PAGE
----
What about reviews of content deemed to be subject to the 'sin tax', Would film and games reviewers also be subject to it? What about adverts in magazines for violent games/films/etc? Or billboards? Trailers on youtube? Where exactly is the line drawn?
Do any politicos truly think before they speak? Sometimes I get reminded of my brother-in-law who has ADHD - there seems to be no mechanism in between 'think stupid thing -> Say stupid thing'
Transformative works sites such as OverClocked Remix (a website that provides fan-created remixes and re-imaginings of video game music) has provided their product for free via torrent for a long, long time now.
And before anyone gets on their high horse about remixes being infringing, OC Remix has a long history of being supported by the gaming industry, several of the sites remixers have gone on to produce music for game developers - such as Lee Brotherton/Bentley Jones hwo has done music for SEGA. And at least one entire game soundtrack (I believe it was one of the MegaMan games) has been produced entirely by OC remix contributors.
Even if we take this completely bonkers claim as truth, I find it amusing he seems to be announcing it like a victory.
'No French films have been downloaded! There has been no positive word-of-mouth about upcoming French films. No one has discovered a French film for the first time via the internet. No one has watched an otherwise out-of-print French movie through the power of the internet, therefore exposing our cultural heritage to a generation who would not be otherwise able to enjoy it! VICTORY! ...wait.'
If, one the one hand someone is making a movie/book/comic/album with a budget of, say, £1,000. He or she decides to charge charging £1 per digital copy and £5 for a physical copy. Say he or she sells 2,000 digital copies and 100 physical copies. That's still a profit of £1,500.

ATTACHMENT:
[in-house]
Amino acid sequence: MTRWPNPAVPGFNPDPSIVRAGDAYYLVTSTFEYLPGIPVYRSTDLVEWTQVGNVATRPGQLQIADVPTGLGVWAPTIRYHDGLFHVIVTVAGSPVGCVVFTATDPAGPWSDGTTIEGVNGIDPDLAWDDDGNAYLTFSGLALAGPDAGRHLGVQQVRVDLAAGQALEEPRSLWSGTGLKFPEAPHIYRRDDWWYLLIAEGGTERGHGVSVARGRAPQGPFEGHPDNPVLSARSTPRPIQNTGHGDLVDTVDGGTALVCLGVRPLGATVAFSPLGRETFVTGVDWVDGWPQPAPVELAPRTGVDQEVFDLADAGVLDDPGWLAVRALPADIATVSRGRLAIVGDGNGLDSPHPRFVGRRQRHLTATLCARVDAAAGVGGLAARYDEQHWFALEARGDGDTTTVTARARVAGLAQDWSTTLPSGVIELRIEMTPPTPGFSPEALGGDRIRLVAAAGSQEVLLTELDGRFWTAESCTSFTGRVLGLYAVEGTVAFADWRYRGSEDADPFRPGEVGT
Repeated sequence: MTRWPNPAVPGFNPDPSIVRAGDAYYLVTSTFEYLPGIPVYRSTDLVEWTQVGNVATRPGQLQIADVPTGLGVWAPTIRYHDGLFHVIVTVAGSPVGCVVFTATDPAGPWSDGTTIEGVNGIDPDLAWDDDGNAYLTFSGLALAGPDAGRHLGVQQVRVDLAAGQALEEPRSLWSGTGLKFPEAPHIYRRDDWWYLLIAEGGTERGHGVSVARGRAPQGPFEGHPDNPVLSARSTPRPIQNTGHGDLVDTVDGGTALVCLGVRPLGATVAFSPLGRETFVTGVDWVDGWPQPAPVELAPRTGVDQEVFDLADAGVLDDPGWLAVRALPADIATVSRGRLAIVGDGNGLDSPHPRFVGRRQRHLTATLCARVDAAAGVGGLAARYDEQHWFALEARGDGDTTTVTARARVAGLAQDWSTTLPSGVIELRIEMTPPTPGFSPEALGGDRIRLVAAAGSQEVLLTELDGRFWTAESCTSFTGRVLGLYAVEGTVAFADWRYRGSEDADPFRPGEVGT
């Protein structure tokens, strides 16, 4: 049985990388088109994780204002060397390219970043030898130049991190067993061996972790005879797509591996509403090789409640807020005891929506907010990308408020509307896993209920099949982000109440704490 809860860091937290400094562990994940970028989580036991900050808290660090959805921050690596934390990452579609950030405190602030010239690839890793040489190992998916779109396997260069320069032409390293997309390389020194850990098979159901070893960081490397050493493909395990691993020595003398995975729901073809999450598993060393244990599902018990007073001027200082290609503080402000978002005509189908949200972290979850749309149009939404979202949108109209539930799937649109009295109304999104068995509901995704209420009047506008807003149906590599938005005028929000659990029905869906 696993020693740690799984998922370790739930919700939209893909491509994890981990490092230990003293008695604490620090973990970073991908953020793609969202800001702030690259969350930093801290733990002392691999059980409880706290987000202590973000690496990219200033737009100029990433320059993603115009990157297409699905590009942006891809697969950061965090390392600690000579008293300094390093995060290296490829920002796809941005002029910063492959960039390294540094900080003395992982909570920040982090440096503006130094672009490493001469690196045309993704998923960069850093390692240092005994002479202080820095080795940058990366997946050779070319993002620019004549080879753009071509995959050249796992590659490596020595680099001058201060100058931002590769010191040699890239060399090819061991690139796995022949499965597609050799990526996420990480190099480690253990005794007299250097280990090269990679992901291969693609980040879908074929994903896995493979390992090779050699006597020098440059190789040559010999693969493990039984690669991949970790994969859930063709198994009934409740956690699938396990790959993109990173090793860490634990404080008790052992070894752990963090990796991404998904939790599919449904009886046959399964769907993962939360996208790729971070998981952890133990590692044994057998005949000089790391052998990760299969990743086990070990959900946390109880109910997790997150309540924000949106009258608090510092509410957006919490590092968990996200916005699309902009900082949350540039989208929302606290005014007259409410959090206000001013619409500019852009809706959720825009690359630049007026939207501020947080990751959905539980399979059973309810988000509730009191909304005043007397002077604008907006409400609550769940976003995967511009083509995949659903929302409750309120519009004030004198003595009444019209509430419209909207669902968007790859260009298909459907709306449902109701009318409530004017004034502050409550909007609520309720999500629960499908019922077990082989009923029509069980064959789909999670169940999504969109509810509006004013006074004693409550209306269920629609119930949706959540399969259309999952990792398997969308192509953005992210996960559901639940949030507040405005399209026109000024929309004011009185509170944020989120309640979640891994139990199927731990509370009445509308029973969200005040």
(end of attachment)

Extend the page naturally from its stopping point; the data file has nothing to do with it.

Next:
On the other hand, there is someone who is making a movie/book/comic/album with a budget of £2,000,000. He or she charges £15 for a digital copy and £40 for a physical copy. He or she sells 10,000 digital copies and 5,000 physical copies. That only makes them 350,000, far short of their budget. They sold far more, but made far less.
The solution? well, if you're Hollywood, apparently the answer is 'put the guy with a budget of £1,000 out of business'.
But if you have the ability to do simple mathematics, the answer is obviously 'Reduce the f***ing budget, moron'.
Oh goody, the UK Government and courts and now involved in the same pointless, self-defeating game of whack-a-mole as the US. Charming.
Should be noted that it's only the six major ISPs who have been asked to follow this. Meaning anyone with half a brain and desire to go to the Pirate Bay should probably switch ISPs forthwith. Or, y'know, just use a proxy.
The UK Pirate Party provides it's own proxy. One reason I signed up to join 'em. Anyone else going to be sailing under the Jolly roger after this?
The loss of the 'Rock Star' business would not be much of a loss at all. how many people have we seen be destroyed by this 'industry'? Driven to slow suicide of massive amounts of alcohol and drugs by the constant pressure, the constant attention from the media, the studios, the record labels, the public...
We as consumers are also pressured to love the 'next best thing' by the labels who want to shill their new hot pick - the lucky 0.01% they have elevated to stardom. We must like who they want us to like, we must pay what they want us to pay.
We see these 'rock stars' in every kind of advert imaginable, showing us images of an unattainable goal. I'd be much happier if the goal was attainable for many, many more people. The pressure would be less on those who 'made it' and we would have a real choice in what we wanted to like and what we wanted to pay for the experience.